Watha T. Daniel/Shaw
Neighborhood Library

Published on Monday, May 2, 2011

Eugenia Kim AuthorEugenia Kim, author of The Calligrapher's Daughter will present a two-day prose writing workshop on Saturday, May 14, from 10:30 a.m. to 12 noon and Monday, May 16, 6:30 - 8 p.m.

Published on Wednesday, April 27, 2011

Cover of Jayne Eyre bookWhy do we read literary classics? One answer to this question might be that we seek to read the books that are the sources for our current literary forms and traditions. We seek the original thing.

Published on Wednesday, April 6, 2011

We are excited to announce that the Watha T. Daniel Library will be hosting a Girls Rock! Instrument Share.  Come try your chops at electric guitar, bass, drums, DJ equipment, and more. 

The Instrument Share also serves as an informational session about the Girls Rock! DC organization.  Check out this video interview with Ebony Dumas of Girls Rock!, featured on the Kojo Nnamde show:

GR!DC provides a week-long summer camp each year for young women ages 8-18.  Campers form bands and learn about musicianship, artistic expression and self-promotion.  The week culminates in a totally awesome showcase of band talent at the 9:30 Club!  They offer financial aid for those who qualify.  Read more about their summer camp.

Published on Friday, March 25, 2011

In high school my favorite books were not One Flew Over the Cuckoo’s Nest or A Clockwork Orange, but Charlotte Brontë’s Jane Eyre. This was around the same time that I was into the Cure (a curiously relevant moniker) and the Smiths. Maybe it was a not-all-the-way-goth phase that pushed me toward these moody places—Depeche Mode, Siouxsie and the Banshees, Soft Cell, The Sisters of Mercy, Cocteau Twins.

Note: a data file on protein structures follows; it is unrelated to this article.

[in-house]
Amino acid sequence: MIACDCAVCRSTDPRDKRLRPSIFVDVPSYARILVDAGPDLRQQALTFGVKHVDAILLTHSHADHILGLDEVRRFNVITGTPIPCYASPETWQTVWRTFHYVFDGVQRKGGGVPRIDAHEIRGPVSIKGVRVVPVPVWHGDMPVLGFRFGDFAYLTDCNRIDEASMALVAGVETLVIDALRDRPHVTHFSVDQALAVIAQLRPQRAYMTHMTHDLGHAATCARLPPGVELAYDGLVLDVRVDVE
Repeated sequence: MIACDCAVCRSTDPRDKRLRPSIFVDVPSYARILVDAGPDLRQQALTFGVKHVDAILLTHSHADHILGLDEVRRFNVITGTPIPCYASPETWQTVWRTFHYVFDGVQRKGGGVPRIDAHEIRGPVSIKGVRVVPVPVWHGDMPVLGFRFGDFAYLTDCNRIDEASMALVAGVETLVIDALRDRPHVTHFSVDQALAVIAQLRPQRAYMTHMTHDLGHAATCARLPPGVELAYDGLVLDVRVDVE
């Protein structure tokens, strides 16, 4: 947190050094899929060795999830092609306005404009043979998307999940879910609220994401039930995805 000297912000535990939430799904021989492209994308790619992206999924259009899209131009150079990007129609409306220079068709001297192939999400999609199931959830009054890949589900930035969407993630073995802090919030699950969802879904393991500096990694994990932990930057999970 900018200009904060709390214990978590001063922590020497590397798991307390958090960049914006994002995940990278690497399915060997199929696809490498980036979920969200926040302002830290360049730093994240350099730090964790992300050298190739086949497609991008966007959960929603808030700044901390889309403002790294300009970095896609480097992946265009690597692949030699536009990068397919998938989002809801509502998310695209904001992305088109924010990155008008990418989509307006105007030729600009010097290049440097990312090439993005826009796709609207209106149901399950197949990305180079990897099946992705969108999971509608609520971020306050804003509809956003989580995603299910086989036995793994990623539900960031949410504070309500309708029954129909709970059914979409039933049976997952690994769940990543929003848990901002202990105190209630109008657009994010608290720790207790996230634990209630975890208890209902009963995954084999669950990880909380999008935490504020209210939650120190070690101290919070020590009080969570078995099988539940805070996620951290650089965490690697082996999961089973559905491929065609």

Published on Friday, March 18, 2011

Cover image of Sadako and the thousand paper cranesIf any country on earth knows about the devastation and aftermath of nuclear events it is Japan. While what is happening now is in its own way unprecedented, the Japanese people are handling the situation with characteristic stoicism and bravery.

Published on Thursday, March 10, 2011

cover art of From the Folks Who Brought You the WeekendGiven recent political upheavals, it seemed a opportune time to explore the history and literature of the labor movement in the United States.

Published on Thursday, March 3, 2011

What is cyber bullying? It is a term that refers to children and teens using social networking sites, cell phones and the Internet in general as a virtual "playground" in which to bully.

Published on Tuesday, March 1, 2011

Picture of Lucky the Library HamsterIf you’re a regular customer in the children’s area, you've probably noticed that Watha T. Daniel Library has a new mascot: Lucky, the pet hamster.

Lucky arrived with our new children’s librarian, Anina Ertel, who joins us after working for five years at the Juanita E. Thornton/Shepherd Park branch.

Staff as a Resource Series - Part 2

Published on Monday, February 28, 2011
Paul SweeneyMeet one of the treasures of the District of Columbia Public Library – Paul Joseph Sweeney. He can read, write and speak Sanskrit; loves and enjoys Korean pop music; is a student of nonviolent movements around the world; enjoys reading stories to young children; facilitates a Philosophy Café and a History Book Club every month; is fascinated by art, art history and art appreciation; is interested in reading ancient American, European and Asian history; formally studied world religions, theology and information science. The list goes on and on.


Published on Thursday, February 10, 2011

February is a busy time in the children's room.  Almost every child in the District has a report to do for black history month. 

To make the experience even more rewarding, we are offering free tickets to the National Geographic Museum's exhibit "America I Am."  It features photographs and artifacts from slavery to the civil rights movement and beyond.

When your child checks out a book on black history at the Shaw Library during the month of February, he/she will be given a coupon good for one free children's admission plus one half-price ($6) adult ticket.  Children will also be eligible to enter a drawing for a beautiful National Geographic children's atlas.

Selected photography featuring local black history themes can also be seen for free in the lobby of the Martin Luther King Jr. Library.

 

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